Amarasekare’s circle alleges collective punishment. Critics say her claims are one-sided.

Ecology and evolutionary biology professor Priyanga Amarasekare is pictured. She was suspended in July 2022 from the university in a case that has turned into a flash point over the discrimination faced by women of color in science and academia. (Jeremy Chen/Photo editor)

By Shaanth Kodialam, Lex Wang

April 29, 2024 at 8:05 p.m.

This post was updated May 14 at 9:02 p.m.

It started with a maxed-out credit card and a blood test she couldn’t get for her sick child. Soon, the mortgage bill came in. Ecology and evolutionary biology professor Priyanga Amarasekare realized she was facing foreclosure.

Amarasekare – UCLA’s only scholar to win the most prestigious award in ecology, the Robert H. MacArthur Award – watched her life turn upside down. She was not allowed to check in on her research or call anyone in her department for help.

The renowned researcher, a widow from Sri Lanka with two children, had been suspended for a year in July 2022, without pay or health insurance. Her life was in free fall after Chancellor Gene Block suspended her for violating the faculty code of conduct, escalating the censure and potential pay dock recommended by an Academic Senate committee in March 2022, she said.

In her mind, her only sin was speaking out against racism in a department email forum that was created amid the racial justice protests of 2020, she said. But the Academic Senate, comprised of her own tenured peers, ruled that she had violated confidentiality rules when discussing personnel matters and made inappropriate professional evaluations of her colleagues.

It was a far cry from just months before when UCLA celebrated Amarasekare for her 2022 MacArthur Award, she told the Daily Bruin in a series of interviews. She was allowed back on campus in October 2023 but is restricted to her office and lab, she said, adding that she cannot use the bathroom on the floor below.

Although undergraduate researchers fill her lab, they work with her graduate students on their thesis projects instead of with her, she said. Her graduate students and undergraduates saw their academic prospects severely damaged during her leave, too, she added.

“I want to bring this to the fore so that some measures could be taken to prevent this from happening to other minority faculty,” said Amarasekare, who is one of two tenured women of color in the department. “My broader wish is that the powers that be will listen and take into account what has happened and, as we move forward, make sure that this doesn’t happen again.”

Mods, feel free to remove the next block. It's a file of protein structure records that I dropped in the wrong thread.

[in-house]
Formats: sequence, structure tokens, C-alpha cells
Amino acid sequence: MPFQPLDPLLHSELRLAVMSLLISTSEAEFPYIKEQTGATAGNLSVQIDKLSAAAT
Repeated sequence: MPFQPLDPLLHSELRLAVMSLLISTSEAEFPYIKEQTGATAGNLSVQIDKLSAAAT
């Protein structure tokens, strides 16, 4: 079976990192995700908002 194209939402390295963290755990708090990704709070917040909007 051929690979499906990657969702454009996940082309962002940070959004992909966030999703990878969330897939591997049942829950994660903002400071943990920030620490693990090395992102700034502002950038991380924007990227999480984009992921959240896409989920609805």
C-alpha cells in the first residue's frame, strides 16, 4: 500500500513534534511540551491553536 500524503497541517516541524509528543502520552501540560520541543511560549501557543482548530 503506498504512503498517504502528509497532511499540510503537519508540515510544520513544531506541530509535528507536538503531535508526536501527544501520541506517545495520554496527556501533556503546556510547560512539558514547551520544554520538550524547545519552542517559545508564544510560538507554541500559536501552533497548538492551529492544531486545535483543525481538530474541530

Graphic reporting by Lex Wang and Shaanth Kodialam, Enterprise senior staff. Interactive by Junwon Choi, Data Editor.

The ecologist’s punishment infuriated the EEB community and made national news when word spread that she had been suspended. The dispute has forced a department to reckon with the harm done to a leading scholar, as well as her students, who say the university silenced a beacon of hope in their field and subjected them to collective punishment.

At the same time, the controversy raises questions about how the university should respond to complaints of discrimination and competing visions of diversity, equity and inclusion, especially when it punishes prominent scholars of color.

The university has said it is bound by personnel rules and the law to remain silent on Amarasekare’s case. In written statements, it has argued that there is a gap in perception between Amarasekare’s and her supporters’ public comments and the truth behind her suspension.

In a letter to the editor responding to a March article published by The Chronicle of Higher Education that detailed Amarasekare’s side of the story, Dean of Life Sciences Tracy Johnson reaffirmed the university’s sentiments and said she has experience furthering equity and inclusion.

“Throughout my professional life, I have been keenly aware of the issues facing those who are historically underrepresented in these fields,” wrote Johnson, one of the few Black women serving as a UCLA dean, to The Chronicle.